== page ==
China is to begin a program to encourage private investment to improve the local animation industry.
The State Broadcasting and Radio Administration has promised quality, privately-financed cartoon agencies would be treated the same as state-backed animation and cartoon production organizations.
China's predominately state-funded industry has experienced slow growth because of problems caused by a shortage of professionals and limited investment.
The industry has been struggling to compete with foreign productions.
Zhang Songlin, deputy head of China's Animation and Comic Society and a well-known animation producer, said the country needs about 250,000 professionals to work in the film, TV and computer game industry.
But there are only 10,000 college-trained animation and comic specialists across China, and each year animation programs turn out only 300 graduates.
China's animation and comic industry is growing rapidly. Visitors have packed fairs held in Beijing, Nanjing and Guangzhou and Shanghai.
Surveys conducted in Beijing, Shanghai and Guangzhou show foreign cartoons occupy 90 percent of the Chinese market.
Animation is only produced at the Shanghai Fine Arts and Film Factory and the Animation Works Department with the China Central Television in Beijing.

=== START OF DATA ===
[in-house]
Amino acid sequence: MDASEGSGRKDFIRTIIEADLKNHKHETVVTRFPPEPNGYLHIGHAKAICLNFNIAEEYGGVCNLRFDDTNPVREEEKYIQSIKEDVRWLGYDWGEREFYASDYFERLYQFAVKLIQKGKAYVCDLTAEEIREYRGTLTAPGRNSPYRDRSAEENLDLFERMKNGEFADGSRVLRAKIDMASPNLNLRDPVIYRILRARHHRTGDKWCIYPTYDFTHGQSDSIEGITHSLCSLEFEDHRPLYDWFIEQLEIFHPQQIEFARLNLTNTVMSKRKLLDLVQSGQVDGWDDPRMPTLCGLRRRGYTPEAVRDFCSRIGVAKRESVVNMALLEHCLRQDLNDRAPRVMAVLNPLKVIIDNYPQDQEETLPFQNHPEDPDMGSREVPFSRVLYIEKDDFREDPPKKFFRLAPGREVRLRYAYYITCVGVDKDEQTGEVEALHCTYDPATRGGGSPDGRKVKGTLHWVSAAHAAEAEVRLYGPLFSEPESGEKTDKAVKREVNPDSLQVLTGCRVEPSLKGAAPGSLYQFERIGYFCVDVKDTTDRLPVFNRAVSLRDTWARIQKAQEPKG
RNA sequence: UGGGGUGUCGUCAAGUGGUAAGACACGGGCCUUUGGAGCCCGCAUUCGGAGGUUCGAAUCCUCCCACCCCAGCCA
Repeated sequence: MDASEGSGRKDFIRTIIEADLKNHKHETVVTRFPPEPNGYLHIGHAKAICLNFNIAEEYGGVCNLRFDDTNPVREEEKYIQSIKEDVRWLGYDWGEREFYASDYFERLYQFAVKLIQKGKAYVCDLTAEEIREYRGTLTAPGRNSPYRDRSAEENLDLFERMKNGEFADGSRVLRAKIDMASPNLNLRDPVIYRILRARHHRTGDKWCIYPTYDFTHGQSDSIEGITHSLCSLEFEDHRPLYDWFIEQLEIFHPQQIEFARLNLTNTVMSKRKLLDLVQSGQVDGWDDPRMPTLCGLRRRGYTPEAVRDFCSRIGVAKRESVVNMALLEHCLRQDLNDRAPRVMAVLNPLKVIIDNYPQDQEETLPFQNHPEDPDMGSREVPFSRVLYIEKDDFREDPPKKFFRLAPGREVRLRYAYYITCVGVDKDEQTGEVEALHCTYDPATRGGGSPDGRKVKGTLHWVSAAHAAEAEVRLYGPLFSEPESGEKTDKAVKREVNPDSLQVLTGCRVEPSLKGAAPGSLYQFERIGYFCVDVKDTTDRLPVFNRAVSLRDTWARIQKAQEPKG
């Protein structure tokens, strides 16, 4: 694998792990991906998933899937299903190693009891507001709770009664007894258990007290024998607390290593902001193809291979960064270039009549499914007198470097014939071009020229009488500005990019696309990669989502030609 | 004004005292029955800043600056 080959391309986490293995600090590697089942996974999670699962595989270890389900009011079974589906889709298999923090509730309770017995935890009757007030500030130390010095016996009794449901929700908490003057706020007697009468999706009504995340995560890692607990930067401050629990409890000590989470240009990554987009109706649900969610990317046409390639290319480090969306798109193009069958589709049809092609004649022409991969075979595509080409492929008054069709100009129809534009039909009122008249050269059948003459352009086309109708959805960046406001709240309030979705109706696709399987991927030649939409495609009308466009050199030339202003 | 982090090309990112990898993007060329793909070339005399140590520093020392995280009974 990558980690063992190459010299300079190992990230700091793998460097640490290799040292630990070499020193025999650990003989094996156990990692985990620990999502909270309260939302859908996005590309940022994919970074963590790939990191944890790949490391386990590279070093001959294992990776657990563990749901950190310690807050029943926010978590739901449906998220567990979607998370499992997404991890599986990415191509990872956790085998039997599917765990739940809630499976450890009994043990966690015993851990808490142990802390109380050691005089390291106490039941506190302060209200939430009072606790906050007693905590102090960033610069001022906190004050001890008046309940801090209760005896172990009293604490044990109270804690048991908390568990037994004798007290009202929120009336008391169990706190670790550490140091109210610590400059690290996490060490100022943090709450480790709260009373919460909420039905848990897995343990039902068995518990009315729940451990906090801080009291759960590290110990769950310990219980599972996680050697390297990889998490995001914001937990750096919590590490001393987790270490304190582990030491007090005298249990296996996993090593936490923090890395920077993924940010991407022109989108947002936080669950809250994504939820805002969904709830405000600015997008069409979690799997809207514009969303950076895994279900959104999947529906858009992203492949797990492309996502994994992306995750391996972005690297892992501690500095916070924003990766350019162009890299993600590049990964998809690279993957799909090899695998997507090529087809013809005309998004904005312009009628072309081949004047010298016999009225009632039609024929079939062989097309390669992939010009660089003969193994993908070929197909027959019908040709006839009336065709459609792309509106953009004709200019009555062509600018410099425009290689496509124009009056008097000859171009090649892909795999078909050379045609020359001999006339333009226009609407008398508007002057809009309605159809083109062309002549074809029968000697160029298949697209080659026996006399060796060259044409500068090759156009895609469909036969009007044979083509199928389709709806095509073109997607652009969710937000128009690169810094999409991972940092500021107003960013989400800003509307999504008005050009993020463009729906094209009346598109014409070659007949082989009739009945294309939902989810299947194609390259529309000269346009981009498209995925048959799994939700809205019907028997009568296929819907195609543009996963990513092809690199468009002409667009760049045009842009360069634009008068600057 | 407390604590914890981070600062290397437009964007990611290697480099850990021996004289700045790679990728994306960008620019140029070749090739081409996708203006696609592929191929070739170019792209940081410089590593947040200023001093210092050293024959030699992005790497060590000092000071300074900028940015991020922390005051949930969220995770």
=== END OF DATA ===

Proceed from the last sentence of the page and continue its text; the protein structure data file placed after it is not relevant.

China produced 29,000 minutes of original animation last year, but processed or reworked another 30,000 minutes for foreign productions such as "Finding the Nemo " and "The Lion King" for Chinese audiences.
Television stations have time allocations for domestically-produced animation, but cannot find enough content.
Sean Zhang, a junior middle school student from Beijing and fan of Japanese animation, said Chinese cartoons are unpopular with him and his friends because they lack a sense of humor.
Yang Hongwen, secretary general of the China Children's Culture and Art Foundation, blamed the focus on education and a lack respect for the local products for the unpopularity of Chinese animation among children.
(Xinhua News Agency August 23, 2004)